Remove the token on the request and Create CSRF payload

Screenshot 2: Edited Request from vulnerable application

In this case, your malicious page could simply look like this:

Proof of Concept: Removing the anti-CSRF token

Change the Request Method

Using Burp Suite send the request on the repeater tab and use “Change request method” on the context menu to convert it into a GET request and observe that the CSRF token is no longer verified.

For example, Change the POST request of the password-change endpoint into GET request and remove the token, like this:

Screenshot 1: Original Request from vulnerable application

Screenshot 2: Edited Request from vulnerable application

In this case, your malicious page could simply look like this:

Proof of Concept: Changing the request method

Using the Attacker’s Anti-CSRF Token

The CSRF token is valid on the application but does not check which user the token is associated with, an attacker is able to provide their own CSRF token to satisfy server requests check and bypass the CSRF protection.

The csrf_token in the user’s request is already implemented. However, it is possible to attacker to use their own csrf_token and force the user to change the password of account.

Proof of Concept: Using attacker’s anti-CSRF token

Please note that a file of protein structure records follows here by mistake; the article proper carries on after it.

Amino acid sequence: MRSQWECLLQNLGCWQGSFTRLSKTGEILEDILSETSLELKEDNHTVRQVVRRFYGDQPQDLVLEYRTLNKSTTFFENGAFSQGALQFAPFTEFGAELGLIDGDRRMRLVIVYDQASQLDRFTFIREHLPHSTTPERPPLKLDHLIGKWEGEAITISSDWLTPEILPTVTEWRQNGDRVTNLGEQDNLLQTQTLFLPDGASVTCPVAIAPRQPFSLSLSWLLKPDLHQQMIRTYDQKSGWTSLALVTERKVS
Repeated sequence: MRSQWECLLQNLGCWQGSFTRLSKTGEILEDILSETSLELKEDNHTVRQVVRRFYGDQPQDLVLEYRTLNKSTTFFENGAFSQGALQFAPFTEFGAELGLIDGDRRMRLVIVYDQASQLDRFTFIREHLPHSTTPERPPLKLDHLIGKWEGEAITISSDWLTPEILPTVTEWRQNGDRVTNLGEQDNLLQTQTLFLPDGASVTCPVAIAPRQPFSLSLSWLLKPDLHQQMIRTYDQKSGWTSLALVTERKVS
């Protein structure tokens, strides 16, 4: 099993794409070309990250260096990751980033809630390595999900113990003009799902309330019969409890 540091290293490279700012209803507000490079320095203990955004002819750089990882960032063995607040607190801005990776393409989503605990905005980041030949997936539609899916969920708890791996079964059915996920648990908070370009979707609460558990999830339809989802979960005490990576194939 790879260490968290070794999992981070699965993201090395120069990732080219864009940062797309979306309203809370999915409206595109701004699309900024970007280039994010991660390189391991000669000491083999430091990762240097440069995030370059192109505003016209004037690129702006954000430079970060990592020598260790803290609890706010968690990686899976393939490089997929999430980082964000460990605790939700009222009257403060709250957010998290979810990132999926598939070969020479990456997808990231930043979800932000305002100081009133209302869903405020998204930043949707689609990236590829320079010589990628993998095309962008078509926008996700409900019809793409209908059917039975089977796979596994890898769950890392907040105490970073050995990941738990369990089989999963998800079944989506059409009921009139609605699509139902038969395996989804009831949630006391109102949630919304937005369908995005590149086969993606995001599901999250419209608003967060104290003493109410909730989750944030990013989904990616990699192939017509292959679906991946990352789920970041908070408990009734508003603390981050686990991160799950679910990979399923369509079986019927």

Bypass CSRF Referer Header Check

The target site is not using CSRF tokens but checking the referer header instead. Many applications validate the Referer header when it is present in requests but skip the validation if the header is omitted.

Since the application validates the referer header try to remove the header on the request. and use a <meta> tag to the page hosting your request form.

Proof of Concept: Removing CSRF Referer Header
Self-Stored Cross-site scripting using CSRF attack

The attacker can combine self-Stored Cross-site scripting with CSRF form. For example, we have the application called theos-cyber.com and its give the user to make a username for his account.

However, the affected endpoint used to change the username is vulnerable to CSRF and self-XSS

Screenshot 1: Origin request – vulnerable to CSRF and Self-XSS

This request will change the victim username and stored the XSS payload there. When the user’s logs into the account and views their profile, the cross-site scripting will execute the on the victim page.


The best way to protect your code against CSRF attacks is to include a CSRF token within relevant requests. The token should be:

  • Unpredictable with high entropy, as for user session tokens in general.
  • Strictly validated in every request of the user action before the relevant action is executed. If they do not match, the request is dropped.
  • Referer-based defenses against CSRF

Use the SameSite Flag in Cookies. It is a new method to protect your application from CSRF attacks and improving web application security.

If the session cookie is marked as a SameSite cookie, it is only sent along with requests that originate from the same domain.


The CSRF attack demonstrated above shows applications are intrinsically vulnerable to CSRF because they are automatically sent with each request. This allows attackers to create malicious script and force the user to change their details.